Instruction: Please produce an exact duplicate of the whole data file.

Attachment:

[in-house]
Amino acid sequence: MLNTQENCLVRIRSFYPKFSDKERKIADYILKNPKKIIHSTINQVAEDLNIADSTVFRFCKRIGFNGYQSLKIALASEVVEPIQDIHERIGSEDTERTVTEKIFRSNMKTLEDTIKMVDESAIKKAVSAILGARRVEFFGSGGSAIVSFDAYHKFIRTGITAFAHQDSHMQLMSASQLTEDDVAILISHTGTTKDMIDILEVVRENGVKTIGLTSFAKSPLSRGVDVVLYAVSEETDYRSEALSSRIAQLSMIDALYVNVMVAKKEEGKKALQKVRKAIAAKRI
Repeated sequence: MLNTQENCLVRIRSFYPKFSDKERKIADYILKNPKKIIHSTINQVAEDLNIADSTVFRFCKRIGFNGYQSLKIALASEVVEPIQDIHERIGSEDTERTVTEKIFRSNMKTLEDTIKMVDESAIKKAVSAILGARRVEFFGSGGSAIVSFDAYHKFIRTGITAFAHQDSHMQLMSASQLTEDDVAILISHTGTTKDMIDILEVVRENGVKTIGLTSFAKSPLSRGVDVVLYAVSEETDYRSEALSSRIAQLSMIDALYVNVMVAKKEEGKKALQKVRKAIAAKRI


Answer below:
[in-house]
Amino acid sequence: MLNTQENCLVRIRSFYPKFSDKERKIADYILKNPKKIIHSTINQVAEDLNIADSTVFRFCKRIGFNGYQSLKIALASEVVEPIQDIHERIGSEDTERTVTEKIFRSNMKTLEDTIKMVDESAIKKAVSAILGARRVEFFGSGGSAIVSFDAYHKFIRTGITAFAHQDSHMQLMSASQLTEDDVAILISHTGTTKDMIDILEVVRENGVKTIGLTSFAKSPLSRGVDVVLYAVSEETDYRSEALSSRIAQLSMIDALYVNVMVAKKEEGKKALQKVRKAIAAKRI
Repeated sequence: MLNTQENCLVRIRSFYPKFSDKERKIADYILKNPKKIIHSTINQVAEDLNIADSTVFRFCKRIGFNGYQSLKIALASEVVEPIQDIHERIGSEDTERTVTEKIFRSNMKTLEDTIKMVDESAIKKAVSAILGARRVEFFGSGGSAIVSFDAYHKFIRTGITAFAHQDSHMQLMSASQLTEDDVAILISHTGTTKDMIDILEVVRENGVKTIGLTSFAKSPLSRGVDVVLYAVSEETDYRSEALSSRIAQLSMIDALYVNVMVAKKEEGKKALQKVRKAIAAKRI